Market Matters

More Transportation Headaches Develop as Harvey Leaves but Irma Follows

Mary Kennedy
By  Mary Kennedy , DTN Basis Analyst
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A Norfolk Southern train crosses the St. Johns River in Jacksonville, Florida. Norfolk Southern is now in recovery mode from the damage left behind by Hurricane Irma. The company is working nonstop with customers to identify switching needs and service plans as recovery progresses. (Photo courtesy of Norfolk Southern)

As cleanup was just beginning from the damage left behind by Hurricane Harvey, a second hurricane named Irma roared across Florida and into Georgia. Irma created more transportation woes, in addition to the devastation of people's homes and businesses.

On Sept. 10, Category 4 Hurricane Irma made landfall on the U.S with maximum sustained winds of 130 mph. It weakened through the day as it made its way up Florida, but its impact was felt far from the path of the tropical cyclone's center.

As of Sept. 12, government officials said there were 15 million people in Florida and Georgia without power. In Jacksonville, Florida, 400 miles north of where Irma first hit, a record storm surge hit on Monday, closing down bridges and roadways.

The Port of Savannah in Georgia was to be closed at least through Sept. 12, according to the Georgia Ports Authority. This port accounts for nearly a third of U.S. poultry exports along with other agriculture commodities including DDGS and is the fourth-busiest container port in the country. The Port of Charleston in South Carolina halted operations Monday, but reopened along with all other terminals and facilities Tuesday with no restrictions. The Port of Tampa Bay reopened the port with restrictions the afternoon of Sept. 12.

Jacksonville International Airport and Tampa International Airport resumed operations Tuesday, but there was only limited service to Miami International Airport, Fort Lauderdale-Hollywood International Airport and Orlando International Airport. As for railroads serving the areas hit by Irma, they are still assessing the damage to tracks, bridges and crossings.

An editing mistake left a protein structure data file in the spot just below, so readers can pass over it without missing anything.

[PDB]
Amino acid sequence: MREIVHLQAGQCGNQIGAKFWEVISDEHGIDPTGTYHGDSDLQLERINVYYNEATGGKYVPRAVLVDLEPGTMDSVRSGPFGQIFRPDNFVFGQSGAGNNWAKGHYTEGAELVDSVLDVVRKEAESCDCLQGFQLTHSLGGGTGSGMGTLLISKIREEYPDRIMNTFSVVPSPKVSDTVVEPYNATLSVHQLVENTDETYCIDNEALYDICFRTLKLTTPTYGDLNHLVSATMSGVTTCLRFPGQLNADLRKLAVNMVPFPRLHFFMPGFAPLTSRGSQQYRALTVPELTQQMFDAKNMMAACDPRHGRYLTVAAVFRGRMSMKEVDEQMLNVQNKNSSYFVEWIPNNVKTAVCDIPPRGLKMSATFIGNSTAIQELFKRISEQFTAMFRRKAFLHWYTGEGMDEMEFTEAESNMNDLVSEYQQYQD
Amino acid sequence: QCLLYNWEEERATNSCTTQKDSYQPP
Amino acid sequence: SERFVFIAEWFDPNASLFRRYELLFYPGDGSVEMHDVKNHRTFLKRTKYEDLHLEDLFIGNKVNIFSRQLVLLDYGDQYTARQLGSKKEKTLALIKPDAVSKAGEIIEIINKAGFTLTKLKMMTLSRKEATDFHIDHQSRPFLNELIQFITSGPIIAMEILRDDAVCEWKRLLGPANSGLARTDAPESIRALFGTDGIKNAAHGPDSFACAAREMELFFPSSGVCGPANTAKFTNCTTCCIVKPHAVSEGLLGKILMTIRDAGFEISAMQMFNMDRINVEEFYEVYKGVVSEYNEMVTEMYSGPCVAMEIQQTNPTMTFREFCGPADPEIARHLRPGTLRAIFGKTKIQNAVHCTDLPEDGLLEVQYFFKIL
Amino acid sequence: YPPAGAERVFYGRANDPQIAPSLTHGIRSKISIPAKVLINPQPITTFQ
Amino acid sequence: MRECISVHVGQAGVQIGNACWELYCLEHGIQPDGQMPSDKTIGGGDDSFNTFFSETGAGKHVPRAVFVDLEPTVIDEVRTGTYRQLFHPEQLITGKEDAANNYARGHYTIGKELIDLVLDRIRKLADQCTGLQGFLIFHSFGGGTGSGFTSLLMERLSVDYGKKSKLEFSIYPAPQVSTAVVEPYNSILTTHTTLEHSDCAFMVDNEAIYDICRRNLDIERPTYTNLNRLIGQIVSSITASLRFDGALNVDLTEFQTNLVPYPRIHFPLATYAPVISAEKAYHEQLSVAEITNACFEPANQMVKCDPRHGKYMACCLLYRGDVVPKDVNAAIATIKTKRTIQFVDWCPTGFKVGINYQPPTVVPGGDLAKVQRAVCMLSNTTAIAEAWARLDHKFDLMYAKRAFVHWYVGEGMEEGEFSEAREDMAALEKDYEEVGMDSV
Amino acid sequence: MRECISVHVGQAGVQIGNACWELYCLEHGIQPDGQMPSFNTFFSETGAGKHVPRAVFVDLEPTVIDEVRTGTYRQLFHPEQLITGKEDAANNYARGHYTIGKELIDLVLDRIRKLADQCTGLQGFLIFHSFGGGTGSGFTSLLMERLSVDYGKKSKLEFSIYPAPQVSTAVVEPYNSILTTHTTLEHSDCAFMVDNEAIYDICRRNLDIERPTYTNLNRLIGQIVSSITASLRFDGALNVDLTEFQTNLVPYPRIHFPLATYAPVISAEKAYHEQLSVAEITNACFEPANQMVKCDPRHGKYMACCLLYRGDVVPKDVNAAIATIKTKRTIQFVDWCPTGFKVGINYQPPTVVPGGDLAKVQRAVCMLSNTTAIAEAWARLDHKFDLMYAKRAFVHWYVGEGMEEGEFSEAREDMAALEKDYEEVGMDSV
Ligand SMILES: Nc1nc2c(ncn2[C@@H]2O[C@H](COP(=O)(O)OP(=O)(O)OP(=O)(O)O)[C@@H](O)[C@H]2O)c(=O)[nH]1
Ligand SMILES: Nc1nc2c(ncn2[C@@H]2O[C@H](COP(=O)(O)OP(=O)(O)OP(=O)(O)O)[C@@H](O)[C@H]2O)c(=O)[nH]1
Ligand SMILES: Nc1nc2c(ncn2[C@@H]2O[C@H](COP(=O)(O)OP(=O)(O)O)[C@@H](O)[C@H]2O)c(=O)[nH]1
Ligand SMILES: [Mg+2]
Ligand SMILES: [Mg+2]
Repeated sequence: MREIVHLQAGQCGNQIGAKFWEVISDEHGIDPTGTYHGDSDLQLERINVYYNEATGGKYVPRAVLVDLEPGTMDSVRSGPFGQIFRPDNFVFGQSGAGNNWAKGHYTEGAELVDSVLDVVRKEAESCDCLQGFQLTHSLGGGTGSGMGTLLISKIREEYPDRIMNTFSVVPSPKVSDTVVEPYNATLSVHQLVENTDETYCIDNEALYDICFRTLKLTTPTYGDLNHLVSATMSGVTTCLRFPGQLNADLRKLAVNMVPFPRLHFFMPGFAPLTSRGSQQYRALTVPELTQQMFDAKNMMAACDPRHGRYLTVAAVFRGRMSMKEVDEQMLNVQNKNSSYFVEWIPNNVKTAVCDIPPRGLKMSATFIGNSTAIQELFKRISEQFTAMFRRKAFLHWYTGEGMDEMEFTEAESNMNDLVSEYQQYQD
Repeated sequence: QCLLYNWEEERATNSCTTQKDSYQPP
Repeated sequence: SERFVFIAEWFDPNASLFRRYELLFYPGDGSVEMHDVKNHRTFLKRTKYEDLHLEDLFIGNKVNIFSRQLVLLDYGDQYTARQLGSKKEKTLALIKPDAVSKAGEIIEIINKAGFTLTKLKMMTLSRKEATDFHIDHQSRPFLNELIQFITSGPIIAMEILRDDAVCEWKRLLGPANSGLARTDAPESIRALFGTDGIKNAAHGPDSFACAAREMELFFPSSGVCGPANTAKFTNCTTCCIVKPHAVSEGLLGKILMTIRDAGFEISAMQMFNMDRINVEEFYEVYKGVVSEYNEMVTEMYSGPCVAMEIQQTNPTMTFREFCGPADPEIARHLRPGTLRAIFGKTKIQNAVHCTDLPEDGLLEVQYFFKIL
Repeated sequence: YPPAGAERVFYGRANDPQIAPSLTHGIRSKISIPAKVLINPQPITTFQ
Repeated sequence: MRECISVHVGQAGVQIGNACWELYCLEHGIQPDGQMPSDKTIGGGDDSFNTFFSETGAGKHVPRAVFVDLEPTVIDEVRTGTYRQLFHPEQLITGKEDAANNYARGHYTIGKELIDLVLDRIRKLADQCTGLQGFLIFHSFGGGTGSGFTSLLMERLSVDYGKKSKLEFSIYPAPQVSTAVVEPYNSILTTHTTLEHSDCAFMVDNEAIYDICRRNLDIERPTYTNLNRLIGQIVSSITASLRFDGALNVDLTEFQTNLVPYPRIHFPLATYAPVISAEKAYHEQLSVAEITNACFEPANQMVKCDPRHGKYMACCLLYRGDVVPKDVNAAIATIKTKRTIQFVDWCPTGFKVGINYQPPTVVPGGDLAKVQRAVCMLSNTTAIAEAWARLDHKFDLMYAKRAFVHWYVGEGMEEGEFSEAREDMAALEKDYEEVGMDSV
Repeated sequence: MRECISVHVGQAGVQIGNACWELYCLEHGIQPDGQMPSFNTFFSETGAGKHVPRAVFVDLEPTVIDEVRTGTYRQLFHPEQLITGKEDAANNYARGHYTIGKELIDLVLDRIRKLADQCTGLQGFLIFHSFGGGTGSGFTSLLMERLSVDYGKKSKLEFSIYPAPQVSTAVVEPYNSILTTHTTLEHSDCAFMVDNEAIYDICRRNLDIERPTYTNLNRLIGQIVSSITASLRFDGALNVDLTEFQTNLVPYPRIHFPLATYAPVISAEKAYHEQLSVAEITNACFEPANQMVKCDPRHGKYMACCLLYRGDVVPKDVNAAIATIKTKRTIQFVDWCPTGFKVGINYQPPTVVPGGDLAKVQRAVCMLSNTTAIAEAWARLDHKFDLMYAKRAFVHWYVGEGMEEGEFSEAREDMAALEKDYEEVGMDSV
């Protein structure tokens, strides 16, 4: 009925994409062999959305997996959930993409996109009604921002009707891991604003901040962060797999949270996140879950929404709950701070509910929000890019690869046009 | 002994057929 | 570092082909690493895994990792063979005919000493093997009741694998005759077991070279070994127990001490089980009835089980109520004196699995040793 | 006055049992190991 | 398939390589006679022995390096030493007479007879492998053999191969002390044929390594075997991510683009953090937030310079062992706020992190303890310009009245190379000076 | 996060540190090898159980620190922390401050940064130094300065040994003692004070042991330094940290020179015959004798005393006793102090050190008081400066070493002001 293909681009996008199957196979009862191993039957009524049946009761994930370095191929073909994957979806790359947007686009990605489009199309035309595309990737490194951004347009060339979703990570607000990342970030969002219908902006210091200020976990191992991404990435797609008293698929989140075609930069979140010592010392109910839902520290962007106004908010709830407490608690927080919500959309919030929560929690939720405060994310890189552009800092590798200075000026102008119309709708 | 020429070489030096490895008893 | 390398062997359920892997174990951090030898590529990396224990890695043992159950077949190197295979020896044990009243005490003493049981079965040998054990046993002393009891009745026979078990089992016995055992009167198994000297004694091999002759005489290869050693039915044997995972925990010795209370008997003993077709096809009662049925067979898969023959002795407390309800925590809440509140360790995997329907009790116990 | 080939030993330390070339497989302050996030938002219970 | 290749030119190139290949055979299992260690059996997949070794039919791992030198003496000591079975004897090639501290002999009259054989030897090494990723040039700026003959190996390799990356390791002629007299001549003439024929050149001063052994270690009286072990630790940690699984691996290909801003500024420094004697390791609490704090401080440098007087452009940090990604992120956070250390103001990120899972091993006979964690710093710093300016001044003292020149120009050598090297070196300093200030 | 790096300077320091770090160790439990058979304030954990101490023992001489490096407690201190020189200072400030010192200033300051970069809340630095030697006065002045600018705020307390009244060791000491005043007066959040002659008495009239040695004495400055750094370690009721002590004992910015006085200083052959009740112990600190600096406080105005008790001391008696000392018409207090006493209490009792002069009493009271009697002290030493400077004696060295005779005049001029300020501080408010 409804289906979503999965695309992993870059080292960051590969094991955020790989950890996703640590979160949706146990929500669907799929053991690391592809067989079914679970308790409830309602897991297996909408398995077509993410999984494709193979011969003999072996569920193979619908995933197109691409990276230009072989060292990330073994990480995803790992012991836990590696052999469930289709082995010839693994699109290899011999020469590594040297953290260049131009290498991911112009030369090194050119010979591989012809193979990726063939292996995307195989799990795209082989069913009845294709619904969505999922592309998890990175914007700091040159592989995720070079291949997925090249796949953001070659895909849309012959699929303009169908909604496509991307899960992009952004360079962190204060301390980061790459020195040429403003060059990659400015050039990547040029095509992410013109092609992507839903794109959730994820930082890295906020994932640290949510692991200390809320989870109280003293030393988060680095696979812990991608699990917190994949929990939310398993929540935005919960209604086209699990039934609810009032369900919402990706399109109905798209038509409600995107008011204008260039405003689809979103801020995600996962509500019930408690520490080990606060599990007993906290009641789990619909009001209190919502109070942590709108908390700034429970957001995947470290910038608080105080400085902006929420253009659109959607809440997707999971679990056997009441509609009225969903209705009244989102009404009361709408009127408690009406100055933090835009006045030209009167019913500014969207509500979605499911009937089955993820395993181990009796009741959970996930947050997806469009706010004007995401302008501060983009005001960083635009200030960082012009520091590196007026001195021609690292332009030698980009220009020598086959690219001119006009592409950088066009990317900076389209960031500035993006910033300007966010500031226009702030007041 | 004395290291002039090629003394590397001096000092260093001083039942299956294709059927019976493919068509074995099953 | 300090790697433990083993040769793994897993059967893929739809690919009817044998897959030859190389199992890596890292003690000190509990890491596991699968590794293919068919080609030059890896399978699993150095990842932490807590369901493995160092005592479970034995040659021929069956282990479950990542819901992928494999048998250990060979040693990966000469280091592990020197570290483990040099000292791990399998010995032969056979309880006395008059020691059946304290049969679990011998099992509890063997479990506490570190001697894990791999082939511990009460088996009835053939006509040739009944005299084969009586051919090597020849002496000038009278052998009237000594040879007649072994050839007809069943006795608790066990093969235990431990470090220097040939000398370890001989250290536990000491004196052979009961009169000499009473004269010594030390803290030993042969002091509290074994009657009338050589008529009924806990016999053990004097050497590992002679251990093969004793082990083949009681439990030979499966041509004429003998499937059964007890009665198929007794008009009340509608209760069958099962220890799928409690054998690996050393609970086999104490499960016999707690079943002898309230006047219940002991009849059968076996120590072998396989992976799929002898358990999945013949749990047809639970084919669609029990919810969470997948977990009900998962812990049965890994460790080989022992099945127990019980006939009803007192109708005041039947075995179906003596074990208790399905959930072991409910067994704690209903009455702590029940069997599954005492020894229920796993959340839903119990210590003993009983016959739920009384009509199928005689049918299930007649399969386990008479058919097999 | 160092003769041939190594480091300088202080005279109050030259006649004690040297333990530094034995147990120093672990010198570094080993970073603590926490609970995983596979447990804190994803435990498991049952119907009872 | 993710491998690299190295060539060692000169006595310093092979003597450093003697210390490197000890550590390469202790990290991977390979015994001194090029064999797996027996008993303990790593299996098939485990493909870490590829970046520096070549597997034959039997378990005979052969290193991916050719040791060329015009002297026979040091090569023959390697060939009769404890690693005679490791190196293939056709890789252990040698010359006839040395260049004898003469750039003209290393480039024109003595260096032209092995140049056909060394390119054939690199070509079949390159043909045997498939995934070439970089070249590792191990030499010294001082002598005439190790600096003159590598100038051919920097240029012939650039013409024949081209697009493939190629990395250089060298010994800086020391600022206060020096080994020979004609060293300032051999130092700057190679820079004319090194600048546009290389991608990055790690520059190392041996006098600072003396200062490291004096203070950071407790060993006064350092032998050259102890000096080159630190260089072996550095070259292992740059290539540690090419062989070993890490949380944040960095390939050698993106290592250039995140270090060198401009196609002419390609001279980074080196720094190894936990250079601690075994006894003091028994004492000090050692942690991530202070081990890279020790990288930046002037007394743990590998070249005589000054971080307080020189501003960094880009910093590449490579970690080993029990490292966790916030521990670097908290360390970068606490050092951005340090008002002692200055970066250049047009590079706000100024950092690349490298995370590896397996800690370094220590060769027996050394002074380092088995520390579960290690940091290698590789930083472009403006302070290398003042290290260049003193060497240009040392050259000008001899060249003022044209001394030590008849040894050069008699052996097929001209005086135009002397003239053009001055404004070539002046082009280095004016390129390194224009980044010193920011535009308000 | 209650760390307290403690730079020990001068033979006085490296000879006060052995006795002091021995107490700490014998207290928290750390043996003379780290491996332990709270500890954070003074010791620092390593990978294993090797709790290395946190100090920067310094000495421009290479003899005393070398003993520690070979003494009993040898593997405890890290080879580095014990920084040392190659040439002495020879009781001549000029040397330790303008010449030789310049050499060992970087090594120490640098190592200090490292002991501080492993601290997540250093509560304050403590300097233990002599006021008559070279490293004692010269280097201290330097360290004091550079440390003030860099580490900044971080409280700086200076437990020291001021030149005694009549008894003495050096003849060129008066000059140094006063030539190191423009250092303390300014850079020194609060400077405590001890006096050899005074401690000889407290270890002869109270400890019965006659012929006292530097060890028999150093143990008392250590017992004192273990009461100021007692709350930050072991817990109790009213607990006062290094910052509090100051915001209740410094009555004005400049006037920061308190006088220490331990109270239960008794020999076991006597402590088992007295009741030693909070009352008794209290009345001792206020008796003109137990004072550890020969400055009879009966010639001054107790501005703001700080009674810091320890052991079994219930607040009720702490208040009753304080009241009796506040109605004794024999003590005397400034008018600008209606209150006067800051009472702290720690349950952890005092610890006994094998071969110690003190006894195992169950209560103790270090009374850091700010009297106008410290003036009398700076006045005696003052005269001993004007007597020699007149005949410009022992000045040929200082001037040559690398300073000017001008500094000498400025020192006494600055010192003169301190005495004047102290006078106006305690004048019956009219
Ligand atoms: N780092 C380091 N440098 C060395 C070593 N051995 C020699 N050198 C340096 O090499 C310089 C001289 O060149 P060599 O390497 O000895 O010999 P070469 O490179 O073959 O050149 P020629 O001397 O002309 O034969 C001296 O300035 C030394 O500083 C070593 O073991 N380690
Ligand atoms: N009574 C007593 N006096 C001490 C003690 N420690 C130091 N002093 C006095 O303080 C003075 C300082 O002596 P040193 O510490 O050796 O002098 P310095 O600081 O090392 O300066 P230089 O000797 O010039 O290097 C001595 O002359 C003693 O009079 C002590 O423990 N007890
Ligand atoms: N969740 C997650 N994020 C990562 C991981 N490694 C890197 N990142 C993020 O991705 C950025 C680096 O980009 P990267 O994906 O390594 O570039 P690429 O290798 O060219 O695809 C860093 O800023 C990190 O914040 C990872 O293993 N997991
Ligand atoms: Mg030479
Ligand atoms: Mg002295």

On its website on Sept. 11, the CSX, based in Jacksonville, Florida, noted that "assessment and recovery efforts from the extensive impact of Hurricane Irma are underway."

CSX went on to say, "Several areas remain without commercial power and continue to have flooding associated with storm surge and downed trees. CSX engineering crews are assessing the full impact on network infrastructure across affected regions where and when it is safe to do so. During this time, our main priorities are the safety of our employees and meeting the needs of our customers." https://www.csx.com/…

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On Sept. 12, Norfolk Southern in a service alert on its website stated that "recovery efforts are underway to restore service to areas impacted by Hurricane Irma." Norfolk Southern is removing trees from the tracks and assessing overall track conditions. Routes are being restored to service as it is safe to do so, and it has started to meter in traffic accordingly. Regional flooding and power outages continue to affect the areas affected by the storm.

A second service alert stated that, "Effective immediately the ingate is open for shipments originating at the Jacksonville Intermodal facility. To enhance velocity through the facility, drivers ingating shipments will be required to also outgate a shipment. Drivers should exercise caution when arriving and departing the Jacksonville facility as downed-trees, localized flooding, and malfunctioning crossing-arms have been reported."

The company said effective 12:01 a.m., Sept. 13, "the embargo on shipments billed to Jacksonville, Savannah-Garden City, and all FEC destinations will be lifted."